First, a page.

Take the commonly acknowledged core disciplines of philosophy: metaphysics, epistemology, and ethics. What’s the difference between metaphysics and theology or cosmology? What’s the difference between epistemology and psychology? What’s the difference between ethics and legal thinking or ideological thinking? Not their objects, I think, which, often as not, are shared. “Does God exist?” is a question about which metaphysics, theology, and cosmology have had things to say, for example.
So, in my sense of the question, what is philosophy?
Here’s my answer: I think philosophy is uniquely married to the way of thinking known as dialectic. I use this word, dialectic, in its ancient sense, as inquiry by dialogue, not in the interesting but more complicated senses that one can find in Hegel or Marx or other modern philosophers.
“What is philosophy?” “Philosophy is inquiry by dialogue.”
To reason by dialectic is to form an answer to a question, then to modify or defend it in response to alternative answers and strong objections. It’s inquiry by dialogue because it maps out the territory of answers to a question, disposing of facile ones and sharpening plausible ones and, often as not, inspiring new ones. It’s inquiry by dialogue because it’s basically an extrapolation of what happens when two or more reasonable and well-intentioned people try to answer a difficult question together. Even when you perform dialectic alone, it’s a dialogue. To do it by yourself, you have to imagine the alternatives and objections of someone else.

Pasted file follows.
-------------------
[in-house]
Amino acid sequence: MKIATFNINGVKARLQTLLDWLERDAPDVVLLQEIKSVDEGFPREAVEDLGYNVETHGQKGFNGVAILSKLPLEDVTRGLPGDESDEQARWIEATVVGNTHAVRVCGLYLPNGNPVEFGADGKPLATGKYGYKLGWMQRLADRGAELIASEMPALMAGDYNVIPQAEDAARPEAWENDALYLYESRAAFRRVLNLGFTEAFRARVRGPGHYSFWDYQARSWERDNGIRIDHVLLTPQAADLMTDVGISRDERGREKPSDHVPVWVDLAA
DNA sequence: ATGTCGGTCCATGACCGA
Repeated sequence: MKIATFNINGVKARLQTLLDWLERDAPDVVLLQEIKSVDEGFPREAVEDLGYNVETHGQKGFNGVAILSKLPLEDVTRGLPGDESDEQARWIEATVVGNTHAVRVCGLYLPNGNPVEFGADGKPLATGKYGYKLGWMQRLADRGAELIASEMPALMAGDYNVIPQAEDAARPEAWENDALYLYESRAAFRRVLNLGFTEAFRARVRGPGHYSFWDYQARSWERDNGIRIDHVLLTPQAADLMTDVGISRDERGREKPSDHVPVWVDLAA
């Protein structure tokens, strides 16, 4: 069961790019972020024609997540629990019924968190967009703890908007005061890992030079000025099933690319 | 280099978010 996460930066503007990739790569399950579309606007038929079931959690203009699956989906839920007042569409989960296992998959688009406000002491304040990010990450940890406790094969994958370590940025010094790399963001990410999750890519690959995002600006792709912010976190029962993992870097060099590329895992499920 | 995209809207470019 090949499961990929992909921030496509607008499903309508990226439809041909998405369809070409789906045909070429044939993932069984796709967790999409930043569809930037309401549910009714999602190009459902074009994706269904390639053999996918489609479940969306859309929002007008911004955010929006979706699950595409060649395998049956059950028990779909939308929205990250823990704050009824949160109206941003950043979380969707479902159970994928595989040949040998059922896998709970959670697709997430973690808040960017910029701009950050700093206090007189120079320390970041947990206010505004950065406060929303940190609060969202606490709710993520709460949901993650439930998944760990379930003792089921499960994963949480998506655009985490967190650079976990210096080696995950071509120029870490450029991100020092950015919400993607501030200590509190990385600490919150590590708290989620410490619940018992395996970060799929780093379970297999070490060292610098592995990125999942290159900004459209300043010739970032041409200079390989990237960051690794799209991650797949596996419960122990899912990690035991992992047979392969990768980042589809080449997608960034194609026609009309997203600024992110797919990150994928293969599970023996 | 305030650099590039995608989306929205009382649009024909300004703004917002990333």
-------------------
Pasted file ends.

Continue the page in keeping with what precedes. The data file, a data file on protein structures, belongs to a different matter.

(This, by the way, is why Socrates is commonly treated as the fountainhead of philosophy. There were philosophers before him, and there are philosophers in traditions quite separate from him. But he is like an avatar of dialectic: what we are most certain about, in his case, is not the content of his beliefs, but the dialectical method by which he sought to answer questions.)